At Motley Fool Inside Value, we're actively scouring the market to find the solid companies whose shares have been left to rot alongside the truly damaged ones. When we find those diamonds in the rough, we share them with our members, who then have the opportunity to buy some of the world's greatest companies at bargain prices.

If you're ready to avoid the companies teetering on the edge of failure, and instead focus on those with the fundamental strength to thrive in the long run, join us at Inside Value. Simply click here to learn more or start your 30-day free trial.

This article was originally published March 10, 2009. It has been updated. 

Editor's note: A previous version of this article contained an incorrect figure for Dex One's debt. The Fool regrets the error.

At the time of publication, Fool contributor and Inside Value team member Chuck Saletta owned shares of General Electric. The Motley Fool owns shares of Berkshire Hathaway, which is both a Motley Fool Stock Advisor selection and an Inside Value pick. The Fool has a disclosure policy.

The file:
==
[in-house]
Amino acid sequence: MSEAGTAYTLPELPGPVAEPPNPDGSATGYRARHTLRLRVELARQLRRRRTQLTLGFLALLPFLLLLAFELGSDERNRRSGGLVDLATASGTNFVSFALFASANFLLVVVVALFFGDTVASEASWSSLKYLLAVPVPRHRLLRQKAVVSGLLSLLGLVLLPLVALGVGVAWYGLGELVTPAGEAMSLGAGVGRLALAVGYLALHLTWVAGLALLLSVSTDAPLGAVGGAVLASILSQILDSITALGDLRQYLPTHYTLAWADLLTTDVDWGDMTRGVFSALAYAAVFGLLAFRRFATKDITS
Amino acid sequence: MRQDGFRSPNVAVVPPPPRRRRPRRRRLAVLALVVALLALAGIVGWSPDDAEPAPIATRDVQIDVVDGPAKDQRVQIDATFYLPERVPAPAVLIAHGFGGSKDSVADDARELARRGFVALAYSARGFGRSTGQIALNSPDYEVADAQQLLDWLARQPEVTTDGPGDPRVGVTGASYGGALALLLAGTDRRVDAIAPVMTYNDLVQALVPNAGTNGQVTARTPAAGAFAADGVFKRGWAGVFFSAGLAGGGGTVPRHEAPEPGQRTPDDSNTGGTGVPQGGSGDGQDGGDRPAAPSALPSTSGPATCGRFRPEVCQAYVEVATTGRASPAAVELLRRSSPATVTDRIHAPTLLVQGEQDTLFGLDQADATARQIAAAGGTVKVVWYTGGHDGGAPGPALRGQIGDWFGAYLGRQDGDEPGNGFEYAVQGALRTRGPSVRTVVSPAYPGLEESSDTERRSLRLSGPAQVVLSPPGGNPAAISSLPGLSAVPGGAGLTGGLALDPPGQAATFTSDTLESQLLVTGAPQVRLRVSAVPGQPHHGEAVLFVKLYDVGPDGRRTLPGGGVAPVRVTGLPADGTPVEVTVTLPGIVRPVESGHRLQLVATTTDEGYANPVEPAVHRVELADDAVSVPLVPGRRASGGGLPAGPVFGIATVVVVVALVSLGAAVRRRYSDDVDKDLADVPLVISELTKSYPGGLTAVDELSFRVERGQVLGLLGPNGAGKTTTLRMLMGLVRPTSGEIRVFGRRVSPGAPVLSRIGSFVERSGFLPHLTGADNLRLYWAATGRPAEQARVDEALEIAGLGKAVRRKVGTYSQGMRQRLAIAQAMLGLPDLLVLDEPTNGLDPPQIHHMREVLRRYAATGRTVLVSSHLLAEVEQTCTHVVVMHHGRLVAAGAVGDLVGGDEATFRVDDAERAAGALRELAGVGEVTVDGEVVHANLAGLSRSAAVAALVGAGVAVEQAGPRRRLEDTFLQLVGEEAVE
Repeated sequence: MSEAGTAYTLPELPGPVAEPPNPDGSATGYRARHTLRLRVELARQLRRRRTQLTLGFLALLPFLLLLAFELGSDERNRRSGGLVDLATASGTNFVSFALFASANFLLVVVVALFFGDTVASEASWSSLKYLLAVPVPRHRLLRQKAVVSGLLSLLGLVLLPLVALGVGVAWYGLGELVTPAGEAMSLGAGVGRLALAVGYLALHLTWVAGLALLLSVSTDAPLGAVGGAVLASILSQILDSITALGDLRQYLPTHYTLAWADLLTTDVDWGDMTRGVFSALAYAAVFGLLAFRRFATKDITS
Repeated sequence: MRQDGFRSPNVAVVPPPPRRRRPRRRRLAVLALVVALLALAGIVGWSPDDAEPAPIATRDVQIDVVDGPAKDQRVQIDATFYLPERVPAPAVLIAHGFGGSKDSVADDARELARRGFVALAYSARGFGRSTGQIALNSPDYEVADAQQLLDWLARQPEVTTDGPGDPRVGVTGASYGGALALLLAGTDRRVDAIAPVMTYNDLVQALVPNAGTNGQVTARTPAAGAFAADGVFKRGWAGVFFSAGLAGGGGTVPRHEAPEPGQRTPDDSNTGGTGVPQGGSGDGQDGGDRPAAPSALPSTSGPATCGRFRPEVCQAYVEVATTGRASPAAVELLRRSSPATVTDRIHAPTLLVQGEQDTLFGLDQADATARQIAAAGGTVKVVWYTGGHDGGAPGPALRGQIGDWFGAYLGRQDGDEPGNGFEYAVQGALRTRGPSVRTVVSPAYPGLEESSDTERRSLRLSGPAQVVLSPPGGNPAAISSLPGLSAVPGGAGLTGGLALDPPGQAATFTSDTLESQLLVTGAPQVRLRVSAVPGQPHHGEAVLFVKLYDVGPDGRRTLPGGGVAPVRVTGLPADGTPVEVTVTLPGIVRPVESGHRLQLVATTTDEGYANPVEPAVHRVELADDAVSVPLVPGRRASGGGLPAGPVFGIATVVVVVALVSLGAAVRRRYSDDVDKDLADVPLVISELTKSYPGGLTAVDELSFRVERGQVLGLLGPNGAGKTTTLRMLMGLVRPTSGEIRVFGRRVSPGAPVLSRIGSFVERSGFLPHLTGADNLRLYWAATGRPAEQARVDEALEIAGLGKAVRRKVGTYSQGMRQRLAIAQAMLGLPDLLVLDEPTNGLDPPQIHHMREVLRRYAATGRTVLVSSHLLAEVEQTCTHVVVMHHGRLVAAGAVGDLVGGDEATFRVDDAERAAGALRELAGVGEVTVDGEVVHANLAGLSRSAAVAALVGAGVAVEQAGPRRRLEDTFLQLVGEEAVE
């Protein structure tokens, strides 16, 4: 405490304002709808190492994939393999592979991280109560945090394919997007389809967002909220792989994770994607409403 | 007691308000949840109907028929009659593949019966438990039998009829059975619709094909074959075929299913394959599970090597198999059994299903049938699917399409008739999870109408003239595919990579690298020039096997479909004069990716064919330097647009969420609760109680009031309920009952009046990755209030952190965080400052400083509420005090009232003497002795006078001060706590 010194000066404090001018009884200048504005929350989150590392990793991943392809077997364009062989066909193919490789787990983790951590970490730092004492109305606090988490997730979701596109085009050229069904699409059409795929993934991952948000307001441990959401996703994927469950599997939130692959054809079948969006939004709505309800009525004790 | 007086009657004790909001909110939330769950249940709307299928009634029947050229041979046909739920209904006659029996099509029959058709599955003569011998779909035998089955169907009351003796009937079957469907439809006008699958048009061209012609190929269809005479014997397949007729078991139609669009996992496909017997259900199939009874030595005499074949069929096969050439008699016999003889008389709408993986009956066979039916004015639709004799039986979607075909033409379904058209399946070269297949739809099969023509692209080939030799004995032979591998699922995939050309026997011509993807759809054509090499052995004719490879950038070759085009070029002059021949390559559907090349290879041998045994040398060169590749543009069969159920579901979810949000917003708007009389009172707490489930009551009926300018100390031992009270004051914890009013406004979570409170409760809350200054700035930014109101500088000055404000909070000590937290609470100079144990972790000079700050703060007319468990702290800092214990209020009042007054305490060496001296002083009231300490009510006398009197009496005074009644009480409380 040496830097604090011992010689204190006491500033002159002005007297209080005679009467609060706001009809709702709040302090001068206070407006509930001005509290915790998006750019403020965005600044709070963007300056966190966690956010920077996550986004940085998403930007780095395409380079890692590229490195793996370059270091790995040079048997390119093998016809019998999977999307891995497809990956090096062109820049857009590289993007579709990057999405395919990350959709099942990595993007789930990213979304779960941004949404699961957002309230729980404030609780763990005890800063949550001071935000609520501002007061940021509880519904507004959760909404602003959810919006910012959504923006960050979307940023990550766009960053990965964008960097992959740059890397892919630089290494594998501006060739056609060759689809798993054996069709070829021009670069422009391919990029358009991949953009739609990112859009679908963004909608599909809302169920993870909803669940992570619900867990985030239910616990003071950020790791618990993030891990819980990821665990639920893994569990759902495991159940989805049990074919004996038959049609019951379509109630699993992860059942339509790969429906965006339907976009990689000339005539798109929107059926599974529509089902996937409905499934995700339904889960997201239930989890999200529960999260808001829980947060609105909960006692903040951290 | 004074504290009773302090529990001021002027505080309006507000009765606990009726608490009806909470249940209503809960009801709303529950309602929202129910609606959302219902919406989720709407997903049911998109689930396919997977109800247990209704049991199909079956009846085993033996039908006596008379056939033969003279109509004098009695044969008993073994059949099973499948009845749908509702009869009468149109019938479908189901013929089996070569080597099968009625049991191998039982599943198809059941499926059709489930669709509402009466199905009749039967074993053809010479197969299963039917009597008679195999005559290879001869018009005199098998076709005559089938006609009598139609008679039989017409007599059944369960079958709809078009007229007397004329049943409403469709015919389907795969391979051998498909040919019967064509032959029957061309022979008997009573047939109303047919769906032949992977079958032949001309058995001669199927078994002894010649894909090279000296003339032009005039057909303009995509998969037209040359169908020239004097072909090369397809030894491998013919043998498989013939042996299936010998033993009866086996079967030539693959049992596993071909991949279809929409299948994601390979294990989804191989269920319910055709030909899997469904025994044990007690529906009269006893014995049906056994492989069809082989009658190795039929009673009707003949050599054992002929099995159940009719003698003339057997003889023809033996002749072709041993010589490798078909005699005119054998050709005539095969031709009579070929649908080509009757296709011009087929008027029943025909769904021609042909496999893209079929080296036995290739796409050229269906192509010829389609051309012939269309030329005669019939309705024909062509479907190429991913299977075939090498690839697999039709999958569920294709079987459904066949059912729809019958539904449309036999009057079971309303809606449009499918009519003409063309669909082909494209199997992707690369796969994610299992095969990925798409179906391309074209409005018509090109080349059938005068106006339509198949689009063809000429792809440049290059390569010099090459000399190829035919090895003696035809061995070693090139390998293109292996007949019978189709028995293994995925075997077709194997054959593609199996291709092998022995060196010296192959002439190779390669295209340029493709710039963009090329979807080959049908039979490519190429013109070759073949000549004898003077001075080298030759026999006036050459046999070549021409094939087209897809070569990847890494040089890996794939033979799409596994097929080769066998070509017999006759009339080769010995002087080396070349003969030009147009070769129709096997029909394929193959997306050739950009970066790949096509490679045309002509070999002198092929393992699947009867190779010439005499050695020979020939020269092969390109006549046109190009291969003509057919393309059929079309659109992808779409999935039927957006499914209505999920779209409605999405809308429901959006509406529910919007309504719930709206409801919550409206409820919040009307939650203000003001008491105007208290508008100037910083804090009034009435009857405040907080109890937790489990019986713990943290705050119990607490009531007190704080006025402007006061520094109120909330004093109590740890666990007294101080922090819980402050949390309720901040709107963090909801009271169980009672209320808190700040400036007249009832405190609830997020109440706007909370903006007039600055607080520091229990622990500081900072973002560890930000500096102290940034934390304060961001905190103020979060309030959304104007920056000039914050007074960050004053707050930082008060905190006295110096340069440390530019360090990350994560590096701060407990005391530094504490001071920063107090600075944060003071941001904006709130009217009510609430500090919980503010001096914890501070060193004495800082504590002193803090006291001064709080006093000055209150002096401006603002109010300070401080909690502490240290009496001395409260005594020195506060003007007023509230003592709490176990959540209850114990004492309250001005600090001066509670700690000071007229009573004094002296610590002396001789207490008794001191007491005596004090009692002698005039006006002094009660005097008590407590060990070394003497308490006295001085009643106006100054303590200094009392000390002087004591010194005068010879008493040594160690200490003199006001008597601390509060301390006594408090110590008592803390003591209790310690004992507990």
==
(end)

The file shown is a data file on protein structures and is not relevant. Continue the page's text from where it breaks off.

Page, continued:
Read/Post Comments (2) | Recommend This Article (11)

Comments from our Foolish Readers

Help us keep this a respectfully Foolish area! This is a place for our readers to discuss, debate, and learn more about the Foolish investing topic you read about above. Help us keep it clean and safe. If you believe a comment is abusive or otherwise violates our Fool's Rules, please report it via the Report this Comment Report this Comment icon found on every comment.

  • Report this Comment On May 05, 2010, at 4:45 PM, lilly108a wrote:

    I don't understand why you chose just these companies as examples of ones that could fail. There are 100's, probably 1000's of public companies out there in the same situation, especially in today's economy.

  • Report this Comment On May 05, 2010, at 6:41 PM, Dogpatch1944 wrote:

    I would really rather you stop emailing me until you have did some more research and then knew of whar you were speaking. What I see is merely your opinions and they are not always in agreement with any one else.

    thanks